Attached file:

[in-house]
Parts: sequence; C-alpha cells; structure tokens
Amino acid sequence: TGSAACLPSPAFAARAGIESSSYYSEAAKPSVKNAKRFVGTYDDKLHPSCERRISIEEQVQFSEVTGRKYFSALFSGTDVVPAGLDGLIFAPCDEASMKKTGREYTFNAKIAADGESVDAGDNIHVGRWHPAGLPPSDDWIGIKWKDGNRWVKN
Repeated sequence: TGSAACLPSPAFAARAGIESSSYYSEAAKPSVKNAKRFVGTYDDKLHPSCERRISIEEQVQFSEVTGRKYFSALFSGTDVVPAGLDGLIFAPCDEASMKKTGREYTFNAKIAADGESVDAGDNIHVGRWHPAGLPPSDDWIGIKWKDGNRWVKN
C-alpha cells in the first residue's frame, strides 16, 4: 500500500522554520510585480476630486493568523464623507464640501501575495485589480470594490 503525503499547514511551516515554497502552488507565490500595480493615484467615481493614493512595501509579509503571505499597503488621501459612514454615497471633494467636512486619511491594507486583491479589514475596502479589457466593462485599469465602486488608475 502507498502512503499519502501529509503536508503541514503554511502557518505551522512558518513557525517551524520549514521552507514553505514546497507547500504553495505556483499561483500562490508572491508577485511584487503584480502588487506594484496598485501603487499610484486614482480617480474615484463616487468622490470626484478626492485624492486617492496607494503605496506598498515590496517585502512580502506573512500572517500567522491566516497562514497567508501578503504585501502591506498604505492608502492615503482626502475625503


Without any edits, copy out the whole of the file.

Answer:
[in-house]
Parts: sequence; C-alpha cells; structure tokens
Amino acid sequence: TGSAACLPSPAFAARAGIESSSYYSEAAKPSVKNAKRFVGTYDDKLHPSCERRISIEEQVQFSEVTGRKYFSALFSGTDVVPAGLDGLIFAPCDEASMKKTGREYTFNAKIAADGESVDAGDNIHVGRWHPAGLPPSDDWIGIKWKDGNRWVKN
Repeated sequence: TGSAACLPSPAFAARAGIESSSYYSEAAKPSVKNAKRFVGTYDDKLHPSCERRISIEEQVQFSEVTGRKYFSALFSGTDVVPAGLDGLIFAPCDEASMKKTGREYTFNAKIAADGESVDAGDNIHVGRWHPAGLPPSDDWIGIKWKDGNRWVKN
C-alpha cells in the first residue's frame, strides 16, 4: 500500500522554520510585480476630486493568523464623507464640501501575495485589480470594490 503525503499547514511551516515554497502552488507565490500595480493615484467615481493614493512595501509579509503571505499597503488621501459612514454615497471633494467636512486619511491594507486583491479589514475596502479589457466593462485599469465602486488608475 502507498502512503499519502501529509503536508503541514503554511502557518505551522512558518513557525517551524520549514521552507514553505514546497507547500504553495505556483499561483500562490508572491508577485511584487503584480502588487506594484496598485501603487499610484486614482480617480474615484463616487468622490470626484478626492485624492486617492496607494503605496506598498515590496517585502512580502506573512500572517500567522491566516497562514497567508501578503504585501502591506498604505492608502492615503482626502475625503